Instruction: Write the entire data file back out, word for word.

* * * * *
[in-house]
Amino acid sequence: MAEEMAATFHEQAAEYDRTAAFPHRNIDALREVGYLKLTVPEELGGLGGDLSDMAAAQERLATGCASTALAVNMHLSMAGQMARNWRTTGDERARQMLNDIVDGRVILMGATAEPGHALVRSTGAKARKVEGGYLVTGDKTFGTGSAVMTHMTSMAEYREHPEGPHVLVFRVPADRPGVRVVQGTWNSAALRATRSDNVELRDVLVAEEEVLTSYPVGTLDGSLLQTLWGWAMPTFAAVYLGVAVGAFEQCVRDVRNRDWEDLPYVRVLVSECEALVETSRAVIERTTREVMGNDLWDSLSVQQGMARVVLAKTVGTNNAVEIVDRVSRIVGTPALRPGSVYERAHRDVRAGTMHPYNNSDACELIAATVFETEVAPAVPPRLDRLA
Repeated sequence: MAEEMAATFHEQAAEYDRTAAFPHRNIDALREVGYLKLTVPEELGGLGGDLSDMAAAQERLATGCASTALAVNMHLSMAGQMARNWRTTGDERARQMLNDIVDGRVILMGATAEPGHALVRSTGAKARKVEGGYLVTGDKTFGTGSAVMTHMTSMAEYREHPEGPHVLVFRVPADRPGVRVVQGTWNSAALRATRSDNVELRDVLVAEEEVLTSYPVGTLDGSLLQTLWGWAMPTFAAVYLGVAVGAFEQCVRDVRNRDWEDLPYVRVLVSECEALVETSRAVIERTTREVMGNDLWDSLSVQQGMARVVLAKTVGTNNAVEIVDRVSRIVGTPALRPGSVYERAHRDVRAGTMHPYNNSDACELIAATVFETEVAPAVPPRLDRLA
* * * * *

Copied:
[in-house]
Amino acid sequence: MAEEMAATFHEQAAEYDRTAAFPHRNIDALREVGYLKLTVPEELGGLGGDLSDMAAAQERLATGCASTALAVNMHLSMAGQMARNWRTTGDERARQMLNDIVDGRVILMGATAEPGHALVRSTGAKARKVEGGYLVTGDKTFGTGSAVMTHMTSMAEYREHPEGPHVLVFRVPADRPGVRVVQGTWNSAALRATRSDNVELRDVLVAEEEVLTSYPVGTLDGSLLQTLWGWAMPTFAAVYLGVAVGAFEQCVRDVRNRDWEDLPYVRVLVSECEALVETSRAVIERTTREVMGNDLWDSLSVQQGMARVVLAKTVGTNNAVEIVDRVSRIVGTPALRPGSVYERAHRDVRAGTMHPYNNSDACELIAATVFETEVAPAVPPRLDRLA
Repeated sequence: MAEEMAATFHEQAAEYDRTAAFPHRNIDALREVGYLKLTVPEELGGLGGDLSDMAAAQERLATGCASTALAVNMHLSMAGQMARNWRTTGDERARQMLNDIVDGRVILMGATAEPGHALVRSTGAKARKVEGGYLVTGDKTFGTGSAVMTHMTSMAEYREHPEGPHVLVFRVPADRPGVRVVQGTWNSAALRATRSDNVELRDVLVAEEEVLTSYPVGTLDGSLLQTLWGWAMPTFAAVYLGVAVGAFEQCVRDVRNRDWEDLPYVRVLVSECEALVETSRAVIERTTREVMGNDLWDSLSVQQGMARVVLAKTVGTNNAVEIVDRVSRIVGTPALRPGSVYERAHRDVRAGTMHPYNNSDACELIAATVFETEVAPAVPPRLDRLA